In August 2018, Airbnb celebrated ten years since it officially launched to accommodate delegates heading to Denver for the 2008 Democratic National Convention.
For the four nights of the DNC in Denver, Airbnb hosted 80 bookings. Ten years later, Morgan Stanley estimates that the service will generate over 150 million bookings in the US, UK, Germany and France alone – not accounting for the 187 other countries in which they operate. In May 2018, Forbes estimated the value of Airbnb to be somewhere in the neighborhood of $38 billion.
With such a massive disruptor to the traditional hotel industry, it comes as no surprise that governments at all levels are trying to work out how to most effectively regulate Airbnb and its competitors.
In today’s legislative update, we review some of those efforts, including those pending and those that have been successful and unsuccessful to date.
Legislation has been introduced in the Constitution State to regulate and tax the type of short-term rentals facilitated by companies like Airbnb.
House Bill 7177 was introduced at the end of February 2019 and was already subject to a hearing before the General Assembly’s Joint Committee on Insurance and Real Estate on February 27th.
Under this proposal, individuals renting out their property through a service like Airbnb would be required to share with their neighbors information like the names of renters and the length of their stay. Additionally, this legislation would subject these rentals to the state’s 6.5% sales tax, on top of the existing 15% hotel tax. It would also give municipalities the option to add their own tax.
Following the hearing, Committee Co-Chair Rep. Scanlon said that they are seeking to put “some consumer protection standards on the books and today was the beginning of a conversation we are going to have on the committee about finding what a balance between those protections and not stifling a growing service might look like.”
As part of his testimony, Josh Meltzer of Airbnb noted that “As taxes and the cost of living continues to rise, Connecticut should endeavor to support efforts by working and middle class people to supplement their income in a way that benefits the community at large, rather than risking residents’ privacy and effectively steering them away from making a little extra money by sharing their home.”
HB 7177 is not currently scheduled for a vote as of this writing, but it will be one to keep an eye on as the debate progresses.
Just this week, the Georgia state House passed legislation aimed at taxing Airbnb and similar services in the Peach State.
House Bill 276 would classify companies, including Lyft, Uber and Airbnb, who “facilitate certain retail sales” the same way they currently classify online retailers.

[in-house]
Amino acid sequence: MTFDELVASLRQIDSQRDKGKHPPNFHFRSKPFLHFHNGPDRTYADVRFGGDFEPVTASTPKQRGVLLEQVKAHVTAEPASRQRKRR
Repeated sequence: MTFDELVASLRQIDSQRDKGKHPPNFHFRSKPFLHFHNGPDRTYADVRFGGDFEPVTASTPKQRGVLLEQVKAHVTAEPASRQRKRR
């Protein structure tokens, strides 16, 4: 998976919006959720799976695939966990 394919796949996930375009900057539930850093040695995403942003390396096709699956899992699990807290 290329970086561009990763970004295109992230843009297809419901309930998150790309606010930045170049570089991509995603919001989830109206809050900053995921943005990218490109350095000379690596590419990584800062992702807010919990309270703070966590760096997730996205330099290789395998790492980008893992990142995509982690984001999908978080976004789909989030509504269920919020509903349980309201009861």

Under current law, these facilitator companies are not subject to the state’s sales tax that is levied on other internet retailers. Supporters estimate that the new measure will generate nearly $160 million in state and local taxes annually within the next five years.
Also making its way through the Georgia State Legislature is House Bill 523 which seeks to prevent municipalities from banning short-term rentals within their borders.
Also getting a hearing last week was a similar bill in the Maryland State Senate. Senate Bill 553 would treat Airbnb bookings similar to other resort and hotel bookings by levying the 6% state sales and use tax.
At the hearing, a number of groups and individuals testified in favor of the legislation, arguing that Airbnb currently has an unfair competitive advantage in the marketplace.
Interestingly enough, in addition to the Maryland League of Municipalities and a number of small-business owners, even a representative from Airbnb testified in favor of the legislation. The company already has a number of agreements in place with municipalities to collect and remit their local taxes, and claim they are happy to do so at the state level as well.
After a protracted fight in the Bay State, Governor Charlie Baker signed into law a sweeping state-wide regulation of Airbnb and similar services.
The measure is similar to proposals in other states in that it levies the state sales tax of 5.7% on rentals booked through these types of services, and it permits municipalities and local governments to add on their own tax, up to 6% and 6.5% in the City of Boston. These taxes would apply to any property that is rented more than 14 nights in a given year.
What makes the Massachusetts law unique in the nation is that it creates a statewide registry for short-term rental properties. Similar to the tax exemption, properties that are rented fewer than 14 nights per year will not have to register with the state.
Publicly available on the state’s registry will only be the town and street name of the rental and not the specific address. However, local governments may choose to also publish address information.
In his statement on the law, Governor Baker said that his administration “has long supported leveling the playing field for short term rental operators who use their properties as de facto hotels, and I appreciate the Legislature’s work to reach a compromise on this bill that adopts our proposal to avoid placing undue burdens on occasional renters.”
The regulations set forth by this new law take effect July 1, 2019.
State Representative Derek Grier is also working to ensure that municipalities in the Show Me State cannot kick Airbnb out of town. His legislation, House Bill 473, would preempt the ability of local governments to ban these types of short-term rentals outright, while maintaining their ability to set specific regulations.
He said that he believes these rentals should be permitted to exist, and that municipalities should “be able to ensure that the impact from those short-term rentals is negligible to neighbors.”
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